What is a Site Visit?
Site visits are a component of the tendering process. They involve visiting the site where you are hoping to deploy your services, for the purposes of gaining in-depth information.
Are site visits common?
Within certain sectors, yes. Site Visits are not a universal aspect of tendering. You may find on one tender that it is compulsory to attend a site visit, for another that it is optional and for another, it is not offered as a possibility. This is yet another reason for reading the tender documents thoroughly. Not all tender documents are laid out in the same way. The information pertaining to potential site visits could be buried in an unlikely section of your documents.
Why do we need site visits?
Depending on the sector that you are tendering within, site visits may or may not be integral. If you work in Construction, Energy, Facilities Management or similar, then site visits are incredibly important for the following reasons:
- Site visits pose a valuable source of information that you may not get from the tender documents.
- They present an opportunity to get detailed information from people who are knowledgeable about the site.
- If you are required to submit a pricing document, site visits give you the chance to gain meaningful information that you would never be able to glean from just the tender documents or internet searches. This will allow you to produce a realistic pricing strategy, preventing you from erroneously pricing too high or too low.
Better quality responses
- Site visits are invaluable for gathering details that will strengthen your quality responses, especially those that focus on Health & Safety, Contract Implementation and Risk Assessment & Mitigation.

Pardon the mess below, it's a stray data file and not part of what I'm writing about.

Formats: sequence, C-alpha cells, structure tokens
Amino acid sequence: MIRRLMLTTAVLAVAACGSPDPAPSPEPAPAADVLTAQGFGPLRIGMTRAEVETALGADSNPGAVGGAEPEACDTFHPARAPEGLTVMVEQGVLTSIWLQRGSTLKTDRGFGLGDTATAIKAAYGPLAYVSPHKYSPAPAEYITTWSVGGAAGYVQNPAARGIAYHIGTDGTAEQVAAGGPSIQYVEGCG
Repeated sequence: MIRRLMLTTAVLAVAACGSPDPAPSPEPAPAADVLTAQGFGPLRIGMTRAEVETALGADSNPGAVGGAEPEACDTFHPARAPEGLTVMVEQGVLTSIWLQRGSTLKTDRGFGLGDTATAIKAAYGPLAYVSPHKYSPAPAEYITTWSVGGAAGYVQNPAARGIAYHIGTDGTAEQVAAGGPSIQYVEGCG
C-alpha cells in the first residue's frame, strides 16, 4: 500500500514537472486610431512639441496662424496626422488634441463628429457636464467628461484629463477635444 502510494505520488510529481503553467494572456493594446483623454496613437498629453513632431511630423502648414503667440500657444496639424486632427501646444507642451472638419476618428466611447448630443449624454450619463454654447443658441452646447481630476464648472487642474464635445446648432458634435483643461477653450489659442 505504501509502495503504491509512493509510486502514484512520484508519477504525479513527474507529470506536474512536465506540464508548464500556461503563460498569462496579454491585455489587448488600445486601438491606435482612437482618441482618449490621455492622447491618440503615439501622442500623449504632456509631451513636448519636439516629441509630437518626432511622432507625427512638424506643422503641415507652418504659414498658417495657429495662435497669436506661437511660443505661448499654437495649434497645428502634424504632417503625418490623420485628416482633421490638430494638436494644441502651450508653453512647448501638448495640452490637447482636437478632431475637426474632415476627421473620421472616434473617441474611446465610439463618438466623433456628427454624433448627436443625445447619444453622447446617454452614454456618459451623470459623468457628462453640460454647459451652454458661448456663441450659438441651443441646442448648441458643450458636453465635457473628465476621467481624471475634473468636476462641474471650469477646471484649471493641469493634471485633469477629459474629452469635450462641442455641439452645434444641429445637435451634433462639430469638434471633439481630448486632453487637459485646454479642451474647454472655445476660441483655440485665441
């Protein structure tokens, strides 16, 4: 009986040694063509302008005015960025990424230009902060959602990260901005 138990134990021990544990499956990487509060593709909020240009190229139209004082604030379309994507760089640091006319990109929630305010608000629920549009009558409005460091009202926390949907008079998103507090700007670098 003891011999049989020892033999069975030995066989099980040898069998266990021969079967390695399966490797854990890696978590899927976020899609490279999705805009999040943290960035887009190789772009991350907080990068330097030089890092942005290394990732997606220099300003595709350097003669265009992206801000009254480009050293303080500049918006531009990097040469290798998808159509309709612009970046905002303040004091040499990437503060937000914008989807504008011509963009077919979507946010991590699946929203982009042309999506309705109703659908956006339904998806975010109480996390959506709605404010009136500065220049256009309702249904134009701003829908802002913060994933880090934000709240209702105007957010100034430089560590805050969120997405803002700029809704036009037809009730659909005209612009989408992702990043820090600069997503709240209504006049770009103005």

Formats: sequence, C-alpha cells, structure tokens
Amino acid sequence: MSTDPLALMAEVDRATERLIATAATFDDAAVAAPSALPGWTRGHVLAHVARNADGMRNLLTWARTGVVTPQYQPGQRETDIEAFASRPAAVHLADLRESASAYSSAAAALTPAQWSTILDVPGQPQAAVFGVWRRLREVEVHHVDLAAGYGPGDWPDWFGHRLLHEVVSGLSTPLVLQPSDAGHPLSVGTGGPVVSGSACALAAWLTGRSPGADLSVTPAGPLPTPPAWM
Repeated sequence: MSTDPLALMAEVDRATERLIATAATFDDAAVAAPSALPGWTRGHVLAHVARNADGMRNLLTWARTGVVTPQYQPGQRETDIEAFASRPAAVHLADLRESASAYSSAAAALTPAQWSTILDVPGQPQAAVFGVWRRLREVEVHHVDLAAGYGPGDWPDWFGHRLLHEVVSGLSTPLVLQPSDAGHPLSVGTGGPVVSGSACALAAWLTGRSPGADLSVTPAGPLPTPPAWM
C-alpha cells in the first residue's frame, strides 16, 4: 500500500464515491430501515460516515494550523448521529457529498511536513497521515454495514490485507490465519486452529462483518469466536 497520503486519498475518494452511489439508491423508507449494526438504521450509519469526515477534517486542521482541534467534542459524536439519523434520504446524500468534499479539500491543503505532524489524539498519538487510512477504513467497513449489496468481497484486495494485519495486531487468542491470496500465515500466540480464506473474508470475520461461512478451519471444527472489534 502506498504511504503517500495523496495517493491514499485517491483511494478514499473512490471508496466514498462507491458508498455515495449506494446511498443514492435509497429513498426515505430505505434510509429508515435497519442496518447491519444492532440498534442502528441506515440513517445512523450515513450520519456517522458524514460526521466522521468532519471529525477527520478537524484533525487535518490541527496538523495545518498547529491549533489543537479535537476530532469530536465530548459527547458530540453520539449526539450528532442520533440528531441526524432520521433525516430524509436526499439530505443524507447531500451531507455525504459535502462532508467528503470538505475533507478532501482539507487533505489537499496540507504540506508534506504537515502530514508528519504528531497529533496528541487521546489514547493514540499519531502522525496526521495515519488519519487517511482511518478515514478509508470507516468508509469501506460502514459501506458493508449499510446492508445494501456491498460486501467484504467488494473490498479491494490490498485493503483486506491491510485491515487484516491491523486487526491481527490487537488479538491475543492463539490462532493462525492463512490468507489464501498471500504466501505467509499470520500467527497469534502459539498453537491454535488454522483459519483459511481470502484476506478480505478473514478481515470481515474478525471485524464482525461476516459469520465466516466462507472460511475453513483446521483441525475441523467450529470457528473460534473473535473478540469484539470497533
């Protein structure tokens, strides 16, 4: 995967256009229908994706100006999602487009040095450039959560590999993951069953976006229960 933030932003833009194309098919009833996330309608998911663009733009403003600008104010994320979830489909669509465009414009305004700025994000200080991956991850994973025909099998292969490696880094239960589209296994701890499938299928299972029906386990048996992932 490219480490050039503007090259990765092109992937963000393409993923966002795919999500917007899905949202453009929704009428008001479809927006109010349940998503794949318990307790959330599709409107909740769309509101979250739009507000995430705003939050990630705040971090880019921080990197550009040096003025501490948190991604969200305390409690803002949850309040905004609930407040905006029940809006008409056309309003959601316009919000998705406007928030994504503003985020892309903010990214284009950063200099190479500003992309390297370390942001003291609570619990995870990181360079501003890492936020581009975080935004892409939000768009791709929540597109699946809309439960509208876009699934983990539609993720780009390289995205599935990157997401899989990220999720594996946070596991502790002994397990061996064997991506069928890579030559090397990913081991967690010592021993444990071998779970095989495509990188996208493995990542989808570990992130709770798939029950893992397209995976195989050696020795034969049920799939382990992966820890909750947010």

- You can clarify any doubts that you may have about the information provided in the tender documents. This will again help you in your journey towards the completion of a detailed, competitive tender submission.
Site visit outcomes
There are several things that can happen as a result of a successful Site Visit.
- You could simply come away with more information to include in your tender submission, which is always a fantastic result.
- You may find that the tender deadline is extended if enough doubts, queries or clarifications are raised during the visit that causes the Buyer to consider releasing updated tender information.
How do I make the most out of my site visit?
Fortune favours the prepared. Before you go on your site visit, make sure you have covered the following points:
- Know as much about the Buyer as you can before you go. This will mean that you don’t waste valuable time asking questions that you could already know the answers to.
- Make a list of all the information you need to learn and take it with you. You might be confident that you have enough information about H&S requirements, but that you need a lot more information to help with pricing.
- Be confident and ask questions, even if you think the answer is probably obvious. Showing engagement throughout the site visit will stand you in good stead if you end up making it through to a Presentation Stage.
- Look for visual clues. You will be able to tell a lot about the Buyer and their work culture, especially regarding everyday H&S matters. This information could help you write a tender that emphasises areas you realised are more important to the buyer than others.
If you are hoping to supply a service that is deployed on a buyer’s site, then site visits are an unmissable opportunity to gain detailed, relevant information that could give your tender the defining edge. Don’t see them as an exercise in futility, but an opportunity to gain the upper hand over your fellow tenderers. If you ask smart questions, pay attention to the environment and embed as much of the information gained into your submission as possible, you will find that the quality of your tender submissions can grow exponentially. Partaking in a site visit can help you write a winning bid when tendering for contracts.
For more information or help with tender writing, please contact our Bid Writers and bid management consultants.
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